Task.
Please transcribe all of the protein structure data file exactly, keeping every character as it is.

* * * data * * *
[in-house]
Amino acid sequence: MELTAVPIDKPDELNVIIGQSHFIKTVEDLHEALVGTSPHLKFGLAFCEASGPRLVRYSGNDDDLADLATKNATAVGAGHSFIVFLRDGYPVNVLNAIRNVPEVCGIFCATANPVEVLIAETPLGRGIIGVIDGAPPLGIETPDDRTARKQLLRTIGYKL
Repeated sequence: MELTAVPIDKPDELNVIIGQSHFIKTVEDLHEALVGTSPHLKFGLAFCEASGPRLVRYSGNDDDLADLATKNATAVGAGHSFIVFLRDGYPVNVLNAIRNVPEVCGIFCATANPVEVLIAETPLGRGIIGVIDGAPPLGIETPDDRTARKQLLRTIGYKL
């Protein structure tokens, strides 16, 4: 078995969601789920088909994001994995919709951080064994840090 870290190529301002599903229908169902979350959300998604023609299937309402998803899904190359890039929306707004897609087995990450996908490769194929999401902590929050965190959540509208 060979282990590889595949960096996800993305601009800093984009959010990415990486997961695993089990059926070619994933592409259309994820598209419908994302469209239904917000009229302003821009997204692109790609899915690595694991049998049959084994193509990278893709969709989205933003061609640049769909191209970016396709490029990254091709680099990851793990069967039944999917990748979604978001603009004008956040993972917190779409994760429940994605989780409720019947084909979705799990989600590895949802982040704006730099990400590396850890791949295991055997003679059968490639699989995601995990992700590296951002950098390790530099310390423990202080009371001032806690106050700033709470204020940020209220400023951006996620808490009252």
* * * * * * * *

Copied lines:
[in-house]
Amino acid sequence: MELTAVPIDKPDELNVIIGQSHFIKTVEDLHEALVGTSPHLKFGLAFCEASGPRLVRYSGNDDDLADLATKNATAVGAGHSFIVFLRDGYPVNVLNAIRNVPEVCGIFCATANPVEVLIAETPLGRGIIGVIDGAPPLGIETPDDRTARKQLLRTIGYKL
Repeated sequence: MELTAVPIDKPDELNVIIGQSHFIKTVEDLHEALVGTSPHLKFGLAFCEASGPRLVRYSGNDDDLADLATKNATAVGAGHSFIVFLRDGYPVNVLNAIRNVPEVCGIFCATANPVEVLIAETPLGRGIIGVIDGAPPLGIETPDDRTARKQLLRTIGYKL
């Protein structure tokens, strides 16, 4: 078995969601789920088909994001994995919709951080064994840090 870290190529301002599903229908169902979350959300998604023609299937309402998803899904190359890039929306707004897609087995990450996908490769194929999401902590929050965190959540509208 060979282990590889595949960096996800993305601009800093984009959010990415990486997961695993089990059926070619994933592409259309994820598209419908994302469209239904917000009229302003821009997204692109790609899915690595694991049998049959084994193509990278893709969709989205933003061609640049769909191209970016396709490029990254091709680099990851793990069967039944999917990748979604978001603009004008956040993972917190779409994760429940994605989780409720019947084909979705799990989600590895949802982040704006730099990400590396850890791949295991055997003679059968490639699989995601995990992700590296951002950098390790530099310390423990202080009371001032806690106050700033709470204020940020209220400023951006996620808490009252």